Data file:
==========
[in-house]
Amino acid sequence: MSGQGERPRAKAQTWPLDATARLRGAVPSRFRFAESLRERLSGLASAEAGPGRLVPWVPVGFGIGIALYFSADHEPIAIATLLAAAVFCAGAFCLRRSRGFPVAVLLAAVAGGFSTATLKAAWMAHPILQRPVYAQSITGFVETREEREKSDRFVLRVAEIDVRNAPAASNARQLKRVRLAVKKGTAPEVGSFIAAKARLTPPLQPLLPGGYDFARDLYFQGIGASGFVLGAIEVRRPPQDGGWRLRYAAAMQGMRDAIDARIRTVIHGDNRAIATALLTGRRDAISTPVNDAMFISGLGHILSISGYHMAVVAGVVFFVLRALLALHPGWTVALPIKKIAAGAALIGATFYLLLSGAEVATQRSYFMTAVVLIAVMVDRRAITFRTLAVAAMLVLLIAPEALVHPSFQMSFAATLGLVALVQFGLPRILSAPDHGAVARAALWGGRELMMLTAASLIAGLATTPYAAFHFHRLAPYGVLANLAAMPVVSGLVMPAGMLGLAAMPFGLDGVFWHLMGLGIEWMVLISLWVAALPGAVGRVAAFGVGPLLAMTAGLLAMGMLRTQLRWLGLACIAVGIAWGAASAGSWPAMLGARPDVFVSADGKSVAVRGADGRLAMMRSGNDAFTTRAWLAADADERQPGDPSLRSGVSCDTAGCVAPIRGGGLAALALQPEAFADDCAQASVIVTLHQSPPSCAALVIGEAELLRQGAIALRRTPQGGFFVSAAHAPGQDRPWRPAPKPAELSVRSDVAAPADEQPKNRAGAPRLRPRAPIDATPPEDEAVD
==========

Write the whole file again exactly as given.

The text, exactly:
[in-house]
Amino acid sequence: MSGQGERPRAKAQTWPLDATARLRGAVPSRFRFAESLRERLSGLASAEAGPGRLVPWVPVGFGIGIALYFSADHEPIAIATLLAAAVFCAGAFCLRRSRGFPVAVLLAAVAGGFSTATLKAAWMAHPILQRPVYAQSITGFVETREEREKSDRFVLRVAEIDVRNAPAASNARQLKRVRLAVKKGTAPEVGSFIAAKARLTPPLQPLLPGGYDFARDLYFQGIGASGFVLGAIEVRRPPQDGGWRLRYAAAMQGMRDAIDARIRTVIHGDNRAIATALLTGRRDAISTPVNDAMFISGLGHILSISGYHMAVVAGVVFFVLRALLALHPGWTVALPIKKIAAGAALIGATFYLLLSGAEVATQRSYFMTAVVLIAVMVDRRAITFRTLAVAAMLVLLIAPEALVHPSFQMSFAATLGLVALVQFGLPRILSAPDHGAVARAALWGGRELMMLTAASLIAGLATTPYAAFHFHRLAPYGVLANLAAMPVVSGLVMPAGMLGLAAMPFGLDGVFWHLMGLGIEWMVLISLWVAALPGAVGRVAAFGVGPLLAMTAGLLAMGMLRTQLRWLGLACIAVGIAWGAASAGSWPAMLGARPDVFVSADGKSVAVRGADGRLAMMRSGNDAFTTRAWLAADADERQPGDPSLRSGVSCDTAGCVAPIRGGGLAALALQPEAFADDCAQASVIVTLHQSPPSCAALVIGEAELLRQGAIALRRTPQGGFFVSAAHAPGQDRPWRPAPKPAELSVRSDVAAPADEQPKNRAGAPRLRPRAPIDATPPEDEAVD